The Old Testament: The Book of Hosea – Too Many Cooks in the Religious Kitchen (Bad Priests)

When I was a server, I worked at a few restaurants.  A couple of these places were management heavy.  I use the term management liberally, for in one of these cases, this means that there were a bunch of salaried employees who, in theory, knew how to manage staff and run a shift—which entails making sure the kitchen is running smoothly, servers are able to provide and maintain strong service, and customers are having the experience they pay for.  However, this usually meant that some of these managers took a stroll around the dining room every half hour, stopped in the kitchen to snack, and then spend time in the office monitoring their eBay auctions.

Occasionally we’d have a staff meeting, during which time we would hear everything we were doing wrong and what we needed to implement in order to have the store make its numbers and increase our check average. These would have been better if one, there were fewer managers to listen to, for we tended to lack respect for most of them, and, two, if they had decided beforehand what to say, for often times—especially after the meeting broke—they each had their different take on the way things should be run.

This is what happens when an organization is too top heavy and even worse when there are too many ill-informed voices trying to direct.

In the Book of Hosea, this is the problem Israel has—the voices belong to priests. Now having a bunch of priests is not in and of itself a problem—but it is if these priests claim to be speaking and acting on behalf of God but really aren’t

Apparently, these priests are getting in the way of the lord’s desire to be a husband, not master to Israel (2:16).  This is refreshing way to think about the relationship God has with his followers, as master has that rather negative connotation. Being in a marriage suggests being on equal footing (or at least one with a heightened level of respect than master/servant). Although, given how women were expected to be subservient to their husbands at this time, this might not be a drastic improvement (even if it sounds better to a modern ear).

In order to teach Hosea a lesson about how far Israel has fallen (something in turn all of Israel can learn from), God encourages Hosea to marry an adulterous woman.  After she falls, she has no recourse but to sell herself into prostitution, out of which Hosea must buy her.  So again we have yet another Book of the Bible that likens Israelites to being whores.

But every whore must have a pimp, and Israel had them, in the guise of priests.

In fact, God is fed up with these professed men of faith.  He asserts that the more priests Israel has, the more they sin (4:17). You’d think this would be the other way around, since priests are supposed to be steering the moral ship. But perhaps this is just a useful example that people in power (priests) get corrupted just like everyone else. If they weren’t corrupt, they’d be spreading the correct message.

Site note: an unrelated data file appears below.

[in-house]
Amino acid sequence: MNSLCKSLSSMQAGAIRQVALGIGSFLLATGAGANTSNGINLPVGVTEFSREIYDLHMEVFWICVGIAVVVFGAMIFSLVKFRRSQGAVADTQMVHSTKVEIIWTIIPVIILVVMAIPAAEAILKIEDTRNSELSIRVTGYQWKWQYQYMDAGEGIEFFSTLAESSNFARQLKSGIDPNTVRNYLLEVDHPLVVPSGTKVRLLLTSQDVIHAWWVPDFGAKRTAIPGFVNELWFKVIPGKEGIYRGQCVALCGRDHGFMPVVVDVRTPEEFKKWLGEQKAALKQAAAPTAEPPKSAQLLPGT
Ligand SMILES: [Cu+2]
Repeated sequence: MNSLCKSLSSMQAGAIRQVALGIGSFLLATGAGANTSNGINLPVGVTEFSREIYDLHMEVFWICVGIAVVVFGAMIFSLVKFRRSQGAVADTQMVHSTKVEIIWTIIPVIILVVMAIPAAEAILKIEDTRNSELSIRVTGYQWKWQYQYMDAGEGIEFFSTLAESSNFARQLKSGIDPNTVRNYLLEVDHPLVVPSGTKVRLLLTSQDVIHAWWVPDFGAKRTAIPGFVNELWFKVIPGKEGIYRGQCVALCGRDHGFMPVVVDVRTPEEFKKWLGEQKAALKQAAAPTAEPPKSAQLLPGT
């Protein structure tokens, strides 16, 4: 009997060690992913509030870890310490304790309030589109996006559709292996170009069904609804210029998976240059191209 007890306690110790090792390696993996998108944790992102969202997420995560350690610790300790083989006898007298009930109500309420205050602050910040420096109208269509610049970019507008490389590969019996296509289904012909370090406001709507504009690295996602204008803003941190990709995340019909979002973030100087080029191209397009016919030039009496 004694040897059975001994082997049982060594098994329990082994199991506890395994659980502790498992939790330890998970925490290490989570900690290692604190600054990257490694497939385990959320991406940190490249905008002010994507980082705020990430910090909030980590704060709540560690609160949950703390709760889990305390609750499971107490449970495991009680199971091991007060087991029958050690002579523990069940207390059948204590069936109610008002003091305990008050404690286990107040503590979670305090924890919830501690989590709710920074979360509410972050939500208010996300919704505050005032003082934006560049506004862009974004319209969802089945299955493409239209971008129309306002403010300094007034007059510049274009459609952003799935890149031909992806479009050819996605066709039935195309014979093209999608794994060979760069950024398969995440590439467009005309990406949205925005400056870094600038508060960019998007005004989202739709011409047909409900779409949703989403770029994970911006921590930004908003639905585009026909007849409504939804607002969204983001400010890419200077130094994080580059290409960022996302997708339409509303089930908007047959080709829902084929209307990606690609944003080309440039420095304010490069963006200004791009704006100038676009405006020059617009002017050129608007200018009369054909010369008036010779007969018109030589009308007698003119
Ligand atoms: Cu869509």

Which is a point perhaps some of our modern ‘men of faith,’ those who put themselves in the public eye and claim to speak on behalf of God/the bible, can learn from. (But I digress.)

Perhaps a more apt comparison would be to return to the pimp metaphor—these people claim to have their prostitutes’ best interests at heart, but really, they’re just abusing and using them for their own gain.

So what better way to purge these non-priest from the kitchen that is Israel? Why not some wholesale annihilation? Shockingly, God’s had another change of heart.  Not only does he shun weapons and violence (2:18) but he suggests that he will not punish Israel through wrath (11:9).

Perhaps the best thing to have happened to Israel would be to have the priests thinned out, accept better training, and then be in a better position to lead, for people can’t follow directions when they come from people they don’t respect nor know what they’re talking about in the first place. Now if only some restaurants can figure this out with their management staff. Although I am thankful that no one tried to close down the restaurant I worked in because the managers were weak.

About virgowriter

Brad Windhauser has a Master's in English from Rutgers University (Camden campus) and an MFA in creative writing from Queens University of Charlotte. He is an Associate Professor (Teaching/Instruction) in the English Department at Temple University. His short stories have appeared in The Baltimore Review, The Santa Fe Writer's Project Journal, Ray's Road Review, Philadelphia Review of Books, Northern Liberty Review, and Jonathan. His first novel, Regret (a gay-themed thriller set in Philadelphia) was published in 2007. You can read more about (and buy) it here: His second novel, The Intersection, is being published by Black Rose Writing September 2016. He is one of five regular contributors to On his solo blog, he is chronicling his experience as a gay writer reading the Bible for the first time: Follow his work at:
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